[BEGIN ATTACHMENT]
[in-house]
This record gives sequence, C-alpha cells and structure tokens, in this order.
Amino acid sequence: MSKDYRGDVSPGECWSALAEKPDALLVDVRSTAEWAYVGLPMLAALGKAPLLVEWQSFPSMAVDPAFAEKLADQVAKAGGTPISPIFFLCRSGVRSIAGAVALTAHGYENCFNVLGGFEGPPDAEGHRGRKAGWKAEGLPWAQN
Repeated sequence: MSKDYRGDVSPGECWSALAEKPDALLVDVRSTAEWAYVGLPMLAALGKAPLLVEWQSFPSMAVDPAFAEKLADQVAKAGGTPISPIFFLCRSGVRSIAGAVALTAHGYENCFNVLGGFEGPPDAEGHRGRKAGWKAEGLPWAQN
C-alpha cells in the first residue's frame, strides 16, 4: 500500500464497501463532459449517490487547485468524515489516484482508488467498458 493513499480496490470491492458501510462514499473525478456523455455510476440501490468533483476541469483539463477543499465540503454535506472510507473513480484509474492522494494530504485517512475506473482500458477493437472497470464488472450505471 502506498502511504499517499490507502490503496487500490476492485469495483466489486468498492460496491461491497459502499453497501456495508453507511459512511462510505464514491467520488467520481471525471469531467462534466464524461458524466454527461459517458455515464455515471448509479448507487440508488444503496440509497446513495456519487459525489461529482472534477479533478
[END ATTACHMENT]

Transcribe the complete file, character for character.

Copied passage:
[in-house]
This record gives sequence, C-alpha cells and structure tokens, in this order.
Amino acid sequence: MSKDYRGDVSPGECWSALAEKPDALLVDVRSTAEWAYVGLPMLAALGKAPLLVEWQSFPSMAVDPAFAEKLADQVAKAGGTPISPIFFLCRSGVRSIAGAVALTAHGYENCFNVLGGFEGPPDAEGHRGRKAGWKAEGLPWAQN
Repeated sequence: MSKDYRGDVSPGECWSALAEKPDALLVDVRSTAEWAYVGLPMLAALGKAPLLVEWQSFPSMAVDPAFAEKLADQVAKAGGTPISPIFFLCRSGVRSIAGAVALTAHGYENCFNVLGGFEGPPDAEGHRGRKAGWKAEGLPWAQN
C-alpha cells in the first residue's frame, strides 16, 4: 500500500464497501463532459449517490487547485468524515489516484482508488467498458 493513499480496490470491492458501510462514499473525478456523455455510476440501490468533483476541469483539463477543499465540503454535506472510507473513480484509474492522494494530504485517512475506473482500458477493437472497470464488472450505471 502506498502511504499517499490507502490503496487500490476492485469495483466489486468498492460496491461491497459502499453497501456495508453507511459512511462510505464514491467520488467520481471525471469531467462534466464524461458524466454527461459517458455515464455515471448509479448507487440508488444503496440509497446513495456519487459525489461529482472534477479533478